Sunday, August 26, 2012

Top ten lists during technical difficulties

Son of a . . . my laptop has bit the dust, gone to the great digital landfill in the sky. I had a post I was writing on the death penalty on the word processor almost done, and now I can't get to it until I get a new computer and download everything I save online (well, if it works like it is supposed to I will).

Many years ago, during a televised baseball game, there was a rain delay. To kill time, the producers put on a little show, using their amazing cameras on the rain coming down. It was a little sensation at the time. I have no such capabilities with my blog (though, I'm sure some 8 year old could manage it), but I can write another of my endless top ten lists, so entertaining, you will forget all about Prince Harry and his lack of underwear. Seriously, can you believe that is a TOP news story this week. Note to the media - HE'S NOT A REAL PRINCE. IT'S MAKE BELIEVE NOW. STOP PRETENDING HE IS ANYTHING BUT A YOUNG AND VERY WEALTHY YOUNG MAN WITH A MILITARY CAREER WHO WAS HANGING OUT IN VEGAS. VEGAS . . . REMEMBER VEGAS. WHERE PERHAPS MILLIONS OF PEOPLE HAVE DONE DUMB THINGS, MANY FAR, FAR DUMBER THAN THIS. AND, SINCE WHEN IS IT A CRIME TO BE NAKED? As overblown and partisan as the attacks on Todd Akin are (for once, both in the same direction), at least he said something indefensibly stupid.

Okay, done. Anyway, in the spirit of the rain delay documentary I was talking about before I so rudely interrupted myself, here's some top ten lists, with no apologies if I am repeating any or changing any I've done before:

Top ten beginning reader's books

10) Put me in the Zoo (Can't even explain why I loved this one. Animals, I guess.)
9) The Little Engine That Could ("I think I can, I think I can . . . ")
8) One Fish Two Fish Red Fish Blue Fish (If you know the title, you pretty much know the book.)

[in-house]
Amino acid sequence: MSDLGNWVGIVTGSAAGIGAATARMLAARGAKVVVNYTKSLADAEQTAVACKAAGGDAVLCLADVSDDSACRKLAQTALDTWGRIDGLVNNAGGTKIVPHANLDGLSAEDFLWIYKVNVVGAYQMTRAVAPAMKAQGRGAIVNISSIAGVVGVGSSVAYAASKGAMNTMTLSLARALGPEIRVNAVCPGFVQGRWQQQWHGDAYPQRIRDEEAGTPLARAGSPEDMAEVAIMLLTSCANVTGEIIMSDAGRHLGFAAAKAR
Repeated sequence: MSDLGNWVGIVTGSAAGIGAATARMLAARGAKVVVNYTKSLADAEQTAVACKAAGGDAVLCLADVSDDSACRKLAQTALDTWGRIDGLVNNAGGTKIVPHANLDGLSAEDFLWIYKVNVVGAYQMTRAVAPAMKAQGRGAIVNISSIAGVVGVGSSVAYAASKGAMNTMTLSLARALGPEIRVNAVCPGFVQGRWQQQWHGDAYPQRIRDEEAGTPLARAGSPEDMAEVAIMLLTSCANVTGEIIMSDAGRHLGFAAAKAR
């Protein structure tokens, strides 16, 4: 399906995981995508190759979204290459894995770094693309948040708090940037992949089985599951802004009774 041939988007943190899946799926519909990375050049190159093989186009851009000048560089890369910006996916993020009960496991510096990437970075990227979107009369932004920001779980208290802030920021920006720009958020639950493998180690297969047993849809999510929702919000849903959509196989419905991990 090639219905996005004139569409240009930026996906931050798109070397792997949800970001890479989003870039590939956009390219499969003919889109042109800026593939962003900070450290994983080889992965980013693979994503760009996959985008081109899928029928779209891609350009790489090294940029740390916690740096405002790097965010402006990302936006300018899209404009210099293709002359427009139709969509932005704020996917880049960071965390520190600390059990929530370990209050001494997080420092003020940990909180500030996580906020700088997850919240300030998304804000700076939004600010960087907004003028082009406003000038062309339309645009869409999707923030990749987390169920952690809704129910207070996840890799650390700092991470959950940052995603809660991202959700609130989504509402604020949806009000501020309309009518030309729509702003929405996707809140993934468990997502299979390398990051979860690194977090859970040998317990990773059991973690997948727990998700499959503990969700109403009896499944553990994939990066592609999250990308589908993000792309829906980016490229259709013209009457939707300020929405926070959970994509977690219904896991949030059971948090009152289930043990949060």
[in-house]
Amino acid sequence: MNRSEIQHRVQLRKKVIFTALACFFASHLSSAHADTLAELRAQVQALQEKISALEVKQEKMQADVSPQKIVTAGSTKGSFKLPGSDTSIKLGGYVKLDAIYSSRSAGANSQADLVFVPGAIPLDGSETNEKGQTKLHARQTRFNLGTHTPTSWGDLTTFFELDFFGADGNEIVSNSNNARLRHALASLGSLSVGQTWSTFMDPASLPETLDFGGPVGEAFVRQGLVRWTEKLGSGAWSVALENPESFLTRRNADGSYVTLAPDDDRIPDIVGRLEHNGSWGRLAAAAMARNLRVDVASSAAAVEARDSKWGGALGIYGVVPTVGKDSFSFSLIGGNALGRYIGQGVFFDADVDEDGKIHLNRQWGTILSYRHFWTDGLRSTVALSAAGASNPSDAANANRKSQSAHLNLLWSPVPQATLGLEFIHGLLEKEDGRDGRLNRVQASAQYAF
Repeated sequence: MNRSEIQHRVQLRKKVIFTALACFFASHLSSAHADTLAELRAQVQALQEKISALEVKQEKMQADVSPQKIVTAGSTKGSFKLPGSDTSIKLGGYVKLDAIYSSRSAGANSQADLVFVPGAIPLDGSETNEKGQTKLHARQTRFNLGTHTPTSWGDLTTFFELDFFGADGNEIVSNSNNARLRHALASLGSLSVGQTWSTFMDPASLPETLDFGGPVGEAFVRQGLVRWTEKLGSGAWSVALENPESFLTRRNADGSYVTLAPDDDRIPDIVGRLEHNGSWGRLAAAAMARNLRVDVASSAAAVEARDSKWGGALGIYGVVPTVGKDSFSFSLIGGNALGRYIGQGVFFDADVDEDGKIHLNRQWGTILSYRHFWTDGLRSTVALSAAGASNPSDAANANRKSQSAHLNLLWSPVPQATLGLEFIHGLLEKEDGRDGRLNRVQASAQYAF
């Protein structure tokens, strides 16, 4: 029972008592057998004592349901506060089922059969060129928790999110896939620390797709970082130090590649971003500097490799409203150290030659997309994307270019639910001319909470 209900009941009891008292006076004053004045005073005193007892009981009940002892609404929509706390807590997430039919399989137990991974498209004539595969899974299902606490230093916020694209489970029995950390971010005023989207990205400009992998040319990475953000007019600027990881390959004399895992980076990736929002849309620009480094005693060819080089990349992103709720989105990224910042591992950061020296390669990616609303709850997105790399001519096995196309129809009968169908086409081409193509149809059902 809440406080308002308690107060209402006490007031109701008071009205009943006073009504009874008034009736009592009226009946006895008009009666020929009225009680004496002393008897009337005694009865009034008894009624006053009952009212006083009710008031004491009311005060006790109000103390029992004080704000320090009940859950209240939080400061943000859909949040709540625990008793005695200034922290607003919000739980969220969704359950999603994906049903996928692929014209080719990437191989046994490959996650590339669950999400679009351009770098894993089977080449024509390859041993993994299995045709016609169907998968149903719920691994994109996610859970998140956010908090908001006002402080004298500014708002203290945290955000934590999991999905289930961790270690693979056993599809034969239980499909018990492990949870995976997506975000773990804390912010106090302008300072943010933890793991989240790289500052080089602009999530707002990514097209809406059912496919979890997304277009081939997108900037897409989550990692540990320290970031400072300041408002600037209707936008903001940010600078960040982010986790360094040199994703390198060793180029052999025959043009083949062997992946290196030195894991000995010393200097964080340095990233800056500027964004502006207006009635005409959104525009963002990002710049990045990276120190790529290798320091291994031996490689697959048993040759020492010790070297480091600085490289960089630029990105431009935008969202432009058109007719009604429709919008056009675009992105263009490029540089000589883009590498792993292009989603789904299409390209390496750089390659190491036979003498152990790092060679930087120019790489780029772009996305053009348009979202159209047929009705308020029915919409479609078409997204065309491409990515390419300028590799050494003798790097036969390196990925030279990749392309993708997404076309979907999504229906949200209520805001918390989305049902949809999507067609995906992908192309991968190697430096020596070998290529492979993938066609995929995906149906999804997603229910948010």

7) Goodnight Moon (For pre-readers too. Something magical about it.)
6) Are you my mother? (Scary at points, for me, but a satisfying ending.)
5) Curious George (That crazy little chimp is so cute, but it did worry my tiny brain when he'd get in trouble.)
4) Harold and his Purple Crayon (This book excited my imagination like no other.)
3) Green Eggs and Ham (Why aren't there t-shirts with "I AM SAM I AM" on them?)
2) Go, Dog. Go! ("Do you like my hat?" "No, I do not like your hat." "Good-bye." "Good-bye.")
1) Horton Hatches the Egg (Includes one of my mantras. "I meant what I . . . ")

Some would, of course, put the The Cat in the Hat in there. I thought about it, then unthunk it. The Go, Dog. Go! quote is from memory, not having the book in front of me and various versions of it written by others coming up in the google search.

Top ten Greek philosophers (but not because I agree or disagree with them).

(9 & 10) Leucippus/Democritus. They were the atomists. I can't tell one from the other. Can you?
8) Pythagorus. I can't say I like his mysticism, but the mathematics he worked on is visible right down to the reason this computer is working. It might be argued that he was more the beginning of science than any other Greek.
7) Parmenides. The opposite of Heraclitus in a sense. His ideas that ideas really exist as things and that the past continues to exist seems ridiculous, but, it was developed in a like manner in the last century by Popper. I didn't really get it with him either, but my respect for him is endless.
6) Heraclitus. You can't step into the same river twice. 
5) Zeno. Technically a Phoenician, but born on Cyprus, so I'm taking him. And stoicism, honored in the breach, is still so full of potent ideas today.
4) Epicurus. Because it was about moderation, not hedonism. To bad he was so dogmatic, because he had some great ideas.
3) Diogenes. Because he was entertaining. He was more like the Buddha than a Greek philosopher, and thank goodness he had so little influence or we'd all be walking around naked recreating Rome every generation, but the stories about him are wonderful.
2) Aristotle. Another guy so learned, so brilliant, it is hard to comprehend for us mere mortals. Even if he was so wrong about almost everything, he is so important to us all.